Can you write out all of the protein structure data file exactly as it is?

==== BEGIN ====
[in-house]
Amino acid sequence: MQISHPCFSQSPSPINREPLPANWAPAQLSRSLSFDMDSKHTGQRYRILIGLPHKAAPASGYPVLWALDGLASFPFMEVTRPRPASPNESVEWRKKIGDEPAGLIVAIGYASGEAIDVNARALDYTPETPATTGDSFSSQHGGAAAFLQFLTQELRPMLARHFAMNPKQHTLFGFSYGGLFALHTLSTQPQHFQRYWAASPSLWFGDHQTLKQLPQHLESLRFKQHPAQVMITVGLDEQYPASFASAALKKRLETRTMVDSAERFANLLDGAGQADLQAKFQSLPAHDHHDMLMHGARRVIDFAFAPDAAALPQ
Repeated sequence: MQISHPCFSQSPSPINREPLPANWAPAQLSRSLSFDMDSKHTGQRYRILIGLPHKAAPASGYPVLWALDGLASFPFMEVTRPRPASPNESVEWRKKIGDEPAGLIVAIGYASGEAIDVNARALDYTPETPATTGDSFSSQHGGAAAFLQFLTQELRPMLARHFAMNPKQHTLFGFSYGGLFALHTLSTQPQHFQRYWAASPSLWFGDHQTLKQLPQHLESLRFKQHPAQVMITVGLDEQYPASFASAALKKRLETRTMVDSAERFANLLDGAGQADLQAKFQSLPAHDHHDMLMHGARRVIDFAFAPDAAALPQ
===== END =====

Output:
[in-house]
Amino acid sequence: MQISHPCFSQSPSPINREPLPANWAPAQLSRSLSFDMDSKHTGQRYRILIGLPHKAAPASGYPVLWALDGLASFPFMEVTRPRPASPNESVEWRKKIGDEPAGLIVAIGYASGEAIDVNARALDYTPETPATTGDSFSSQHGGAAAFLQFLTQELRPMLARHFAMNPKQHTLFGFSYGGLFALHTLSTQPQHFQRYWAASPSLWFGDHQTLKQLPQHLESLRFKQHPAQVMITVGLDEQYPASFASAALKKRLETRTMVDSAERFANLLDGAGQADLQAKFQSLPAHDHHDMLMHGARRVIDFAFAPDAAALPQ
Repeated sequence: MQISHPCFSQSPSPINREPLPANWAPAQLSRSLSFDMDSKHTGQRYRILIGLPHKAAPASGYPVLWALDGLASFPFMEVTRPRPASPNESVEWRKKIGDEPAGLIVAIGYASGEAIDVNARALDYTPETPATTGDSFSSQHGGAAAFLQFLTQELRPMLARHFAMNPKQHTLFGFSYGGLFALHTLSTQPQHFQRYWAASPSLWFGDHQTLKQLPQHLESLRFKQHPAQVMITVGLDEQYPASFASAALKKRLETRTMVDSAERFANLLDGAGQADLQAKFQSLPAHDHHDMLMHGARRVIDFAFAPDAAALPQ